The descending triangle is a bearish formation that usually forms during a downtrend as a continuation pattern. There are instances when descending triangles form as reversal patterns at the end of an uptrend, but they are typically continuation patterns. Regardless of where they form, descending triangles are bearish patterns that indicate distribution.
Because of its shape, the pattern can also be referred to as a right-angle triangle. Two or more comparable lows form a horizontal line at the bottom. Two or more declining peaks form a descending trend line above that converges with the horizontal line as it descends. If both lines were extended right, the descending trend line could act as the hypotenuse of a right triangle. If a perpendicular line were drawn extending up from the left end of the horizontal line, a right triangle would form. Let's examine each individual part of the pattern and then look at an example.
In contrast to the symmetrical triangle, a descending triangle has a definite bearish bias before the actual break. The symmetrical triangle is a neutral formation that relies on the impending breakout to dictate the direction of the next move. For the descending triangle, the horizontal line represents demand that prevents the security from declining past a certain level. It's as if a large buy order has been placed at this level, and it's taking a number of weeks or months to execute, thus preventing the price from declining further. Even though the price doesn't decline past this level, the reaction highs continue to decline. It's these lower highs that indicate increased selling pressure and give the descending triangle its bearish bias.
After recording a lower high just below 60 in Dec-99, Nucor formed a descending triangle early in 2000. In late April, the stock broke support with a gap down, sharp break, and increase in volume to complete the formation.
The descending triangle is a notable technical analysis pattern that indicates a bearish market. It forms during a downtrend as a continuation pattern, characterized by a horizontal line at the bottom formed by comparable lows and a descending trend line at the top formed by declining peaks. The pattern's validity relies on factors such as an established trend, certain properties of the lower horizontal and upper descending trend lines, duration, and volume behavior.
When the pattern's breakout occurs, it's usually indicative of a bearish move. The breakout's direction and price projection, determined by the widest distance of the pattern subtracted from the resistance breakout, can serve as a crucial guideline. However, this target isn’t absolute and should be used with other technical analysis tools.
Last but not least, it's important to note that a descending triangle carries a distinct bearish bias, unlike the symmetrical triangle, which remains neutral until the breakout. This bias is highlighted by the pattern's lower highs, which reflect increasing selling pressure. In short, the descending triangle is an easily recognized pattern that can provide you with valuable insights into an asset’s forthcoming price movements.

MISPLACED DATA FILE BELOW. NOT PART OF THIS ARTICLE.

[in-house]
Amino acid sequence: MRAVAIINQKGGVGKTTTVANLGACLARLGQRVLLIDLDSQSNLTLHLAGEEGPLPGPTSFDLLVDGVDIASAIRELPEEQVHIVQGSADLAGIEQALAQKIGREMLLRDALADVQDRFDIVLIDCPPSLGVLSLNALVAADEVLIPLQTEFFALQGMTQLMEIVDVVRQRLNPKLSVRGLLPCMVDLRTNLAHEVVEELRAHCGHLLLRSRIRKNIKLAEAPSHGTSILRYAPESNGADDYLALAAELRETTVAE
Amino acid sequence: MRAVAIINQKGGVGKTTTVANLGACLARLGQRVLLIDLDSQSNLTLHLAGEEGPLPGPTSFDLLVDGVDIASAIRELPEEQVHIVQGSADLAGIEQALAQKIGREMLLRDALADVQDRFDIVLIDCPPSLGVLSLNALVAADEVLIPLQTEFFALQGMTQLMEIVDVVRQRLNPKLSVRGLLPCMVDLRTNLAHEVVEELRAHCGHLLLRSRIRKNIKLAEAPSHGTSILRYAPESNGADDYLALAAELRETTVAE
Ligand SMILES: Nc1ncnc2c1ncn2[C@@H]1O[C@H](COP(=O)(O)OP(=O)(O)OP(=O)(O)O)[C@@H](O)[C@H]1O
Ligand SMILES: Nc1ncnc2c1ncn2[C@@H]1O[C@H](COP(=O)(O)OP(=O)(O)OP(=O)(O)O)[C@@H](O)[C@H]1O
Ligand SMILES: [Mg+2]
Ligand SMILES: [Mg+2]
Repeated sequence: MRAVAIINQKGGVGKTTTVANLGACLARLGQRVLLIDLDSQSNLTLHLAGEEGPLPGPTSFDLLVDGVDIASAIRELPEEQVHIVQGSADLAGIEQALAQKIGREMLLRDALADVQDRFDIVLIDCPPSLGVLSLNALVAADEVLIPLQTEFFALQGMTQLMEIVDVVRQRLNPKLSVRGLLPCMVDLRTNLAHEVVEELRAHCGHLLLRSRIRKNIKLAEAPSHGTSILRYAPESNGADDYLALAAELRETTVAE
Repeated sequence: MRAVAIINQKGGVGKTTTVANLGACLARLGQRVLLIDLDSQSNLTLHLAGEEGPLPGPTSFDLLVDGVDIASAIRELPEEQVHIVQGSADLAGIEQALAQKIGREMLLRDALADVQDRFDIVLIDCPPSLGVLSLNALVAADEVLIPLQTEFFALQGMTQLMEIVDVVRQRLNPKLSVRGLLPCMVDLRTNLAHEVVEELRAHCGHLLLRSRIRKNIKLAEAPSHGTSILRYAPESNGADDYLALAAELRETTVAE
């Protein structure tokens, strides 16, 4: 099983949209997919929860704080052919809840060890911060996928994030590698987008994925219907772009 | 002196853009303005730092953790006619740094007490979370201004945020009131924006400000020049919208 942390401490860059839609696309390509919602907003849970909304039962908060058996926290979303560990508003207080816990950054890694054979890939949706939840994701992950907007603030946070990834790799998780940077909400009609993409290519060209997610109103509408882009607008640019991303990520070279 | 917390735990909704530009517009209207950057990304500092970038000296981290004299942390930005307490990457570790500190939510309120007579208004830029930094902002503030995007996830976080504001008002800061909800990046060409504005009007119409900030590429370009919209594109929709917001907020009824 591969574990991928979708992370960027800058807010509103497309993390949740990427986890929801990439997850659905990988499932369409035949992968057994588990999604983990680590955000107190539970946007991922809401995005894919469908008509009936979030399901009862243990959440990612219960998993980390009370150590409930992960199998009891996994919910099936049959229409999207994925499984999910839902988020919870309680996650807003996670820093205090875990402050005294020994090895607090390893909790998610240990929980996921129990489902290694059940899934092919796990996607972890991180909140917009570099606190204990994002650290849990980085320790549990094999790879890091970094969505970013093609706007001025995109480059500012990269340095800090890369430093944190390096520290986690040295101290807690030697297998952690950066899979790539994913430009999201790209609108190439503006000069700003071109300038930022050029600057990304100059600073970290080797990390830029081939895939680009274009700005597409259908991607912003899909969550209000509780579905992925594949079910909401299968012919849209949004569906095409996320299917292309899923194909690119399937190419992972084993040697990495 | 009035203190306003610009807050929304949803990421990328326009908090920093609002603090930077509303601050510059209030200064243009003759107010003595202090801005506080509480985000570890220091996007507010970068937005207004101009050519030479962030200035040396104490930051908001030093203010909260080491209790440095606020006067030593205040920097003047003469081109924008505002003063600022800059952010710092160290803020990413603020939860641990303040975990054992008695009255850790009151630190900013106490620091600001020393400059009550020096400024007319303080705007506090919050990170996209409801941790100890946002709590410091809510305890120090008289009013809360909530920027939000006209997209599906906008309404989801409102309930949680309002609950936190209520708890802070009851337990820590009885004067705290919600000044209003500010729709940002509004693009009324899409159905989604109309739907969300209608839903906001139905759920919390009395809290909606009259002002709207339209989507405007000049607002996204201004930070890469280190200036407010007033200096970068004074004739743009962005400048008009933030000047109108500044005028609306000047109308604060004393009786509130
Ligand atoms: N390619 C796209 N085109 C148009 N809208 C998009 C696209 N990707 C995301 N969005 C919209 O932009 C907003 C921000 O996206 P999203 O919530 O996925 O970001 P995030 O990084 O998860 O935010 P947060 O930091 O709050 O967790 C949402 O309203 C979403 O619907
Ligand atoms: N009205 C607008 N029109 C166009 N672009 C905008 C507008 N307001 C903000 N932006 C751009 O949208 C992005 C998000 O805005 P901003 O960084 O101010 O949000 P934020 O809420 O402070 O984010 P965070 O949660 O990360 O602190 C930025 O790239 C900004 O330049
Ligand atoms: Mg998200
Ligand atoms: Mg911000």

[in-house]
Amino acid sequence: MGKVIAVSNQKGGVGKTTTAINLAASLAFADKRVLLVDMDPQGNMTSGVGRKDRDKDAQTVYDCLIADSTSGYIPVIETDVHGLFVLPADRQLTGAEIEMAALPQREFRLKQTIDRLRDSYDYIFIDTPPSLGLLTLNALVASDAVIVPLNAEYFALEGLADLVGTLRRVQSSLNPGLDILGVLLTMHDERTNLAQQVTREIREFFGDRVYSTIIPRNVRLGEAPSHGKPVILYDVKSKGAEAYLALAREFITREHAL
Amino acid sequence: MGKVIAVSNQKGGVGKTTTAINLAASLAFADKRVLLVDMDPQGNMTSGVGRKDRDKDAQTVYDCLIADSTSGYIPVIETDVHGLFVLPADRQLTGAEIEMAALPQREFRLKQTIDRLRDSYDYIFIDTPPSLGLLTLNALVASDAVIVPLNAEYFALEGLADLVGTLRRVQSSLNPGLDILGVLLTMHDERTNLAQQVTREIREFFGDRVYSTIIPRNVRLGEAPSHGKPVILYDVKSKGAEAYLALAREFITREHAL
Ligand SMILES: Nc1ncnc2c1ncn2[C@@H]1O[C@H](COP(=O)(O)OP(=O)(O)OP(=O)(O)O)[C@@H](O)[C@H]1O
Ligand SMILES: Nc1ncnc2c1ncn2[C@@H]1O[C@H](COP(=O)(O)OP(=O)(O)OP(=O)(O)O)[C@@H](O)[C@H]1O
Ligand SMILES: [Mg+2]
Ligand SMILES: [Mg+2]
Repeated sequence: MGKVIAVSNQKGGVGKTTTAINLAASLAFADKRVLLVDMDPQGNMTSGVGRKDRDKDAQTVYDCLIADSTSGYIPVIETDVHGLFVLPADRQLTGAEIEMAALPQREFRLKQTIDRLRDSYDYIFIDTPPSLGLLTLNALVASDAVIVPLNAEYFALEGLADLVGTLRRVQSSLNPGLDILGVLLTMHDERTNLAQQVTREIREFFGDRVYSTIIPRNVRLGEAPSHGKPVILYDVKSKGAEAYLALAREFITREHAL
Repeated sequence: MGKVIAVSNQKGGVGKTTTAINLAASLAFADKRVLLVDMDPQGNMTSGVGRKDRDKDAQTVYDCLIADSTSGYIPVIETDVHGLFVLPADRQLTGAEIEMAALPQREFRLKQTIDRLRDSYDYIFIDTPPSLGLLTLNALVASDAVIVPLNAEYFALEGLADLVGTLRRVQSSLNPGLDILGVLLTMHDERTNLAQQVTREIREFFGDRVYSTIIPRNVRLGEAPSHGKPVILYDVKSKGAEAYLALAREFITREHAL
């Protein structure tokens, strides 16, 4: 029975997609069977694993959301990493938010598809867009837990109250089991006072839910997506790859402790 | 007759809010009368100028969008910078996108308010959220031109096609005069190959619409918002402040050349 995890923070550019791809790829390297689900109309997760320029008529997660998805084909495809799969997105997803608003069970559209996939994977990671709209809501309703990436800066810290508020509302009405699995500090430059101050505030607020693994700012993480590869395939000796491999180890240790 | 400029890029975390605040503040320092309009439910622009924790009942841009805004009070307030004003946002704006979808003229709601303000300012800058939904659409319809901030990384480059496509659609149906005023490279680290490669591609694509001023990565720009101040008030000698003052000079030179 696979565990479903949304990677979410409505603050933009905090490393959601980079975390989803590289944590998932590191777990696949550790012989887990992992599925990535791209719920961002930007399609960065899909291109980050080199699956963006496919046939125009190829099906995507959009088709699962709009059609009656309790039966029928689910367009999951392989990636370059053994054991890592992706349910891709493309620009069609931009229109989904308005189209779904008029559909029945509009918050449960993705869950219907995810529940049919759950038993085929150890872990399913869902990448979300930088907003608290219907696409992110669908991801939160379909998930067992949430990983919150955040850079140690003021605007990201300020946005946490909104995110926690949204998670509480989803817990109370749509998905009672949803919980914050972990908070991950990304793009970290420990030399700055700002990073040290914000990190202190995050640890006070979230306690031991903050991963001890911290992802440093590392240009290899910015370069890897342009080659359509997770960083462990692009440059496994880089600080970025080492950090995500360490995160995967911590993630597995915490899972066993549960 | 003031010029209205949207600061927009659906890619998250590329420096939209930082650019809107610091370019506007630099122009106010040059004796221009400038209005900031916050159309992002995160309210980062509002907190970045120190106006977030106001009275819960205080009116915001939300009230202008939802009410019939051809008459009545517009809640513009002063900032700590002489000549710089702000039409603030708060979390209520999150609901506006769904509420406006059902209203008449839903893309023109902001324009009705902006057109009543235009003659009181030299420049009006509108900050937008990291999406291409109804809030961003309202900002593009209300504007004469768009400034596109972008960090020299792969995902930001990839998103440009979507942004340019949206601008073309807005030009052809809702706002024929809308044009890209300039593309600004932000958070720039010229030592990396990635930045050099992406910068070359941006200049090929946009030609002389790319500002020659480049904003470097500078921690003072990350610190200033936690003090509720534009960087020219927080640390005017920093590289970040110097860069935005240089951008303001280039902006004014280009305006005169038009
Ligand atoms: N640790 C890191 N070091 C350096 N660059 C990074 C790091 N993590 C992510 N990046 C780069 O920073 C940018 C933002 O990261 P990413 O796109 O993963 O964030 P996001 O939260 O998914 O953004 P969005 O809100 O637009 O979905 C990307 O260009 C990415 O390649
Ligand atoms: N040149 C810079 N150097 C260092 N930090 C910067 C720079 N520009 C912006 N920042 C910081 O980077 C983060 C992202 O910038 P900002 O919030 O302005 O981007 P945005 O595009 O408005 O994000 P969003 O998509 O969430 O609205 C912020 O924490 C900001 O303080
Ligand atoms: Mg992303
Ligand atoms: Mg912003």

As a descending triangle pattern develops, volume usually contracts. An ideal validation of the pattern occurs when there's a downside break with an expansion of volume for confirmation. While an increase in volume at the breakout is preferred as it indicates stronger market conviction, it is not always necessary.
To qualify as a descending triangle, the formation must meet several conditions. There should be an established trend, although the length and duration of the trend isn't as important as the robustness of the formation. At least two reaction lows are needed to form the lower horizontal line and two reaction highs to form the upper descending line, with these highs being successively lower. The duration of the pattern can range from a few weeks to many months, and the volume usually contracts as the pattern develops.
When a breakout from the descending triangle occurs, it's usually a bearish indication. Once the horizontal support line is broken, it turns into resistance. Sometimes there will be a return to this newfound resistance level before a significant downward move begins. The target price post-breakout is calculated by measuring the widest distance of the pattern and subtracting it from the resistance breakout.
You can use descending triangle patterns to anticipate potential price declines. Once the pattern is confirmed by a breakout (ideally accompanied by an increase in volume), this can be a signal to consider selling or shorting the security. The expected target price after the breakout provides a guideline for the potential downside, but it's also important to use other aspects of technical analysis when deciding when to cover a short position or initiate a buy.
After a breakout from a descending triangle, the target price is calculated by measuring the widest distance of the pattern and subtracting it from the breakout point at the resistance line. This provides an estimate of where the price could potentially go, but it's important to remember that this is just a guideline and other technical analysis factors should be taken into account.